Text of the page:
While other pensioners are always dreaming of hitting the jackpot in Las Vegas, Jessie Belicano, 89, sticks around. Besides, he couldn’t leave his ailing wife, who underwent a heart operation a couple of years ago. On most days, he could be seen leisurely shuttling between stores in search for the lucky scratcher card that he expects to give him some instant jackpot. Once this happens, Belicano is likely to go home for good, especially now that his wife is getting weaker and weaker every day.

Facing this dilemma right now are some U.S. war veterans and their wives, especially those who have no life insurance as they’re no longer qualified to be insured due to their advancing age. And they’re in for a big trouble when they die in America.

I was talking to one of the daughters of a Fil-Am war veteran who brought up to me her parent’s concern. She confided to me that her concern at the moment is whether to bring her back home or not. At least, it is much cheaper to die in the Philippines that to die in the United States. Airlifting the body will already cost the family about $2,000. What about the embalming services and the coffin?, the daughter asked.

I had suggested that if anybody is in a limbo like her, the best solution is to go back home now while the concerned has the senses. Otherwise, the concerned family may be spending at least $10,000 for the burial services.

Friday, September 9, 2016

Economic refugees: Are they scourge to U.S. economy or not?

At least, 12 million of them are scattered across America. And they’re branded as “economic refugees.”
Farm workers in California. Photo:

Without proper immigration papers with them, they’re at the mercy of being deported should they commit traffic violations at any point in time.

It's either they have crossed the border illegally through the help of human smugglers called "Coyotes", or they simply landed at the ports as tourists with proper documents stamped by immigration authorities but overstayed their visas, and went underground without any trace at all.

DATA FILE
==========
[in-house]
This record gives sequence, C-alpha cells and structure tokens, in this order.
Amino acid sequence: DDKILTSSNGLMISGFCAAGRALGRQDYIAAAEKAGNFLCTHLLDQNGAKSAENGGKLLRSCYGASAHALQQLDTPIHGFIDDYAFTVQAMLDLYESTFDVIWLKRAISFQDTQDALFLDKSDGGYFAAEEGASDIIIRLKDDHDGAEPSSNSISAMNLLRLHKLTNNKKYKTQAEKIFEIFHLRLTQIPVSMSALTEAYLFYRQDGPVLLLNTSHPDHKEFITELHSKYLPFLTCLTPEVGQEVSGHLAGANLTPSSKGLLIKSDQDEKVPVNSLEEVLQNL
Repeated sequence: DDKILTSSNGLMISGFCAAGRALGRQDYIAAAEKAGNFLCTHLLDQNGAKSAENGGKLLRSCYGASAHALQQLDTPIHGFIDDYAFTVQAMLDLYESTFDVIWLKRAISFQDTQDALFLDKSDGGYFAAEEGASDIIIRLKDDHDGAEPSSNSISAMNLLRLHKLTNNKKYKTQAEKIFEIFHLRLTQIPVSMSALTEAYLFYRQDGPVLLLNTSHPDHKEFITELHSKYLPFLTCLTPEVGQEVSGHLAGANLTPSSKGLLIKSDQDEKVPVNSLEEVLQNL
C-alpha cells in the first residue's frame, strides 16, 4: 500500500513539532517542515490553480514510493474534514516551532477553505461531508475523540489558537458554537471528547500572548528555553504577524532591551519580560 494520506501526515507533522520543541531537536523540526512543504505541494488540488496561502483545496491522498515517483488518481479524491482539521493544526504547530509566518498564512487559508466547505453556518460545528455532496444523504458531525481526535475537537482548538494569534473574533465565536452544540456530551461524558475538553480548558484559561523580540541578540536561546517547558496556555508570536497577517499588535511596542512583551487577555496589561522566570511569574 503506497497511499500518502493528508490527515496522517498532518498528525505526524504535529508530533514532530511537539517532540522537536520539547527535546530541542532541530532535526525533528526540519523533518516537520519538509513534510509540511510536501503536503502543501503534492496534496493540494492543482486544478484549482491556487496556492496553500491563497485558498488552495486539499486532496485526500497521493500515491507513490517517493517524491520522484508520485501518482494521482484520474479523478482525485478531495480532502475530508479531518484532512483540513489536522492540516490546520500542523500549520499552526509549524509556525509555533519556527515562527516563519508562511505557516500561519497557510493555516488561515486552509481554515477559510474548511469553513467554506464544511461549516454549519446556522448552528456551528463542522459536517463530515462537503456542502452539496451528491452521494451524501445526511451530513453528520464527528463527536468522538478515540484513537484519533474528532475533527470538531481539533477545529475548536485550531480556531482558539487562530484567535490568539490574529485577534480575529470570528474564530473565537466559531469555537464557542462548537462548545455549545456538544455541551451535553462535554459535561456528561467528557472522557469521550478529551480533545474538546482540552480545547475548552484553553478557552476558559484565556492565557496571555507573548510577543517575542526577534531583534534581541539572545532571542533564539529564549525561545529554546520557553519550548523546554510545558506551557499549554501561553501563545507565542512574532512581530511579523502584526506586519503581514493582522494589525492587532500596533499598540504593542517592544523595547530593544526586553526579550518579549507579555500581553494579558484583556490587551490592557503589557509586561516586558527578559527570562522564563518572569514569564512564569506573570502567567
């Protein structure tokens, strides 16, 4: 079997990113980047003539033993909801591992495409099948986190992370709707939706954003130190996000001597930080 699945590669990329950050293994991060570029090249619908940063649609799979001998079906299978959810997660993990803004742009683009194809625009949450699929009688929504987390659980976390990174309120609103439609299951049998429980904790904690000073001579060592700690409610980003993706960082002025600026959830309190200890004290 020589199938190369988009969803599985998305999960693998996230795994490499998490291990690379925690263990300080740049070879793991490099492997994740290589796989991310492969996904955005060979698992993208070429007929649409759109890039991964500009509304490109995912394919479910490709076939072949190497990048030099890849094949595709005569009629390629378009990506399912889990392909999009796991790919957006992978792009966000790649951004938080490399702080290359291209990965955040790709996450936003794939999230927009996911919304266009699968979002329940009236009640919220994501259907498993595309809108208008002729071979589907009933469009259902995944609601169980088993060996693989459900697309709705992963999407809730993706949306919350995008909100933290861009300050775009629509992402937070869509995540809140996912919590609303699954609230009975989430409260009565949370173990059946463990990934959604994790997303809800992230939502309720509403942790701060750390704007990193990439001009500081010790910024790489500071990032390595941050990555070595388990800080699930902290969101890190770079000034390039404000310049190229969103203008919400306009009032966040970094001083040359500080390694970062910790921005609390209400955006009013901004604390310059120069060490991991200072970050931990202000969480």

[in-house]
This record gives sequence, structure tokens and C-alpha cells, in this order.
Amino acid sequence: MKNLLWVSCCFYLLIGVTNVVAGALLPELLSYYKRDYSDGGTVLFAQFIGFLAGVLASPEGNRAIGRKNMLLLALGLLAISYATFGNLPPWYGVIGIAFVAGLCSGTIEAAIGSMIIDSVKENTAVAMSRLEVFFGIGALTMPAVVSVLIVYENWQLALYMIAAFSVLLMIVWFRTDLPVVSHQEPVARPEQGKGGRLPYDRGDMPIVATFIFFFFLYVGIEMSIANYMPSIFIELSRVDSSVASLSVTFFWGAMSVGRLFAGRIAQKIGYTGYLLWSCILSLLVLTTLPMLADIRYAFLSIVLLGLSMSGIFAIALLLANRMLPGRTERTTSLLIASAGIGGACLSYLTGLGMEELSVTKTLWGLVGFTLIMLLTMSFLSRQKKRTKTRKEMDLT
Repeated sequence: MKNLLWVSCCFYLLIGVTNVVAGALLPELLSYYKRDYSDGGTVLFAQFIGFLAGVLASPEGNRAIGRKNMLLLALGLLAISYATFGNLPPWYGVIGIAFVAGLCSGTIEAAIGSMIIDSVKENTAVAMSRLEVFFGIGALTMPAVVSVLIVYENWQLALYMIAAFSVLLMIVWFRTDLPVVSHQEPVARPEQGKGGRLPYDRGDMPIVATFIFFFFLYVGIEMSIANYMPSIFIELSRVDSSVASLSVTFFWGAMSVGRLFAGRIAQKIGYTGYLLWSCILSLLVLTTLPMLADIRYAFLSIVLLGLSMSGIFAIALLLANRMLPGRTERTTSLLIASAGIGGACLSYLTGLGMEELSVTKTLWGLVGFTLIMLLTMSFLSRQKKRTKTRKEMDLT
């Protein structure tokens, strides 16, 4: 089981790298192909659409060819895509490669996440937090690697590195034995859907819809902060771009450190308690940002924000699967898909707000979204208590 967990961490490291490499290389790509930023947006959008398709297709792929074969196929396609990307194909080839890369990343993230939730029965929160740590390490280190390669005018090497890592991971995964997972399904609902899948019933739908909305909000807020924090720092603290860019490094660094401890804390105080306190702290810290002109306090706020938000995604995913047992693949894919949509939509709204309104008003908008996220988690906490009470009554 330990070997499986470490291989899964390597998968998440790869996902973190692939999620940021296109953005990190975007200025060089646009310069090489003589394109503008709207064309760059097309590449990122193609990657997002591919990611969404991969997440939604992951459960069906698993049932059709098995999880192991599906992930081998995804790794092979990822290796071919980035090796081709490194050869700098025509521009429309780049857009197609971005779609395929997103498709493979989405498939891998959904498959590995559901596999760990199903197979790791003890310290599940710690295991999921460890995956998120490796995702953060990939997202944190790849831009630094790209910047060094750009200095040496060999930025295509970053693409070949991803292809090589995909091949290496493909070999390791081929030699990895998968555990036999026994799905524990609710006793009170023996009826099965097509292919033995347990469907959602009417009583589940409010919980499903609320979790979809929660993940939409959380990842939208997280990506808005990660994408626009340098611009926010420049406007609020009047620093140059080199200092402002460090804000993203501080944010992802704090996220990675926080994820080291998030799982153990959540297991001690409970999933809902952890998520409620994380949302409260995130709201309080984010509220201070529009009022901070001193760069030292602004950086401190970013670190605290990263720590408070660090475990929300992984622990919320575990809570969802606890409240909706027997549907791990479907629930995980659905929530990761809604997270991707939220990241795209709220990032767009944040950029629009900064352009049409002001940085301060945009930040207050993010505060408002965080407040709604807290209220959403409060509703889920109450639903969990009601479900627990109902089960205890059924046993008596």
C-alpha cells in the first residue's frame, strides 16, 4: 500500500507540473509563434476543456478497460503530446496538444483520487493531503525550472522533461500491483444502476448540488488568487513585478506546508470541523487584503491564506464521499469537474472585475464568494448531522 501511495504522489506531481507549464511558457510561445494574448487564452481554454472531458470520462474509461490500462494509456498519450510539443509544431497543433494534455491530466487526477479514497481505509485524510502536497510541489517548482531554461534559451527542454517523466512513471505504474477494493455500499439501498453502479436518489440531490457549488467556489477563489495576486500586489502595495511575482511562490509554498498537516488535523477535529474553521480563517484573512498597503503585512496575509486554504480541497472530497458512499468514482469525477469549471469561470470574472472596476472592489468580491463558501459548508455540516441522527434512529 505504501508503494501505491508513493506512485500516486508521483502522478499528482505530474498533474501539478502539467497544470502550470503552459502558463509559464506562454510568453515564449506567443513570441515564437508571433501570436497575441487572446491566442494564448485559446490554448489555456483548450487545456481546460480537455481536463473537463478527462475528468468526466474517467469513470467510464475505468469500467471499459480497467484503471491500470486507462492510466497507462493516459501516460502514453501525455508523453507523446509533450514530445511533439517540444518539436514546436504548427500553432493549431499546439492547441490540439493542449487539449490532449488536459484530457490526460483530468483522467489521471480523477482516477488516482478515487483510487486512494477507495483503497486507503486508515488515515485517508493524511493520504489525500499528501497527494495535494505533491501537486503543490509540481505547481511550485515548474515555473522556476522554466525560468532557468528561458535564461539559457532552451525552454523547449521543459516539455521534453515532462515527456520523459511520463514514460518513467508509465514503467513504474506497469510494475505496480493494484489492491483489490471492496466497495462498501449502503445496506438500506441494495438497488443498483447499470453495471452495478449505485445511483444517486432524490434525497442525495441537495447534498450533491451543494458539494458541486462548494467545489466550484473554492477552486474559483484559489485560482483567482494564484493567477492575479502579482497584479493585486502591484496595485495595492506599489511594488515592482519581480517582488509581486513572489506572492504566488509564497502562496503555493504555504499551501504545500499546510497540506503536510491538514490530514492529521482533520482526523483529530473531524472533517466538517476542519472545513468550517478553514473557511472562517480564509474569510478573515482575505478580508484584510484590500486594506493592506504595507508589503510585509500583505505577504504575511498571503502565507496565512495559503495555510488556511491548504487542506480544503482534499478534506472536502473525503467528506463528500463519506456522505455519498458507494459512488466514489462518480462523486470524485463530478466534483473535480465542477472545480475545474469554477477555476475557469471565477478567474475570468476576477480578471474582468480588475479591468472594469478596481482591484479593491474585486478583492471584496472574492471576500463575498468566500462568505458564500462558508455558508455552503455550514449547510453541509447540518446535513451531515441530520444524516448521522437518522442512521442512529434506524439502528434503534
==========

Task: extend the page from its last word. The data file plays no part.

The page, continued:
Depending on circumstances, most of those border-crossers from South America are reportedly victims of violence in their home countries who are left without any other
option at all than to escape. Oblivious of the risks along the way, these people have properly blended themselves with other people. But finding no other recourse to survive in a foreign shore, they were put in an uncanny situation where their only means to fill up their empty stomachs and, perhaps, to repay the huge debts they paid to smugglers, is to do odd jobs in a land where Americans hate or tired of doing.

Referred by friends or deployed through registered manpower agencies,  most of them can be seen cleaning houses, serving as nannies, landscapers, construction workers, farm workers and so forth and so on. And they can easily be found hanging around at Home Depots and elsewhere, waiting for long hours at any given opportunity that may come their way.

While the other group of migrants legally entered the United States either as citizens of the waiver countries or as businessmen, students or tourists from developing countries with valid visas stamped on their respective passports.

But what sets them apart from each other is that a big portion of those coming from Third World countries like Southeast Asia can speak the English language. And many of the tourists are either skilled or professionals in their own making. With or without pending petitions from relatives but their dreams,  many of them just want to make it quickly to America.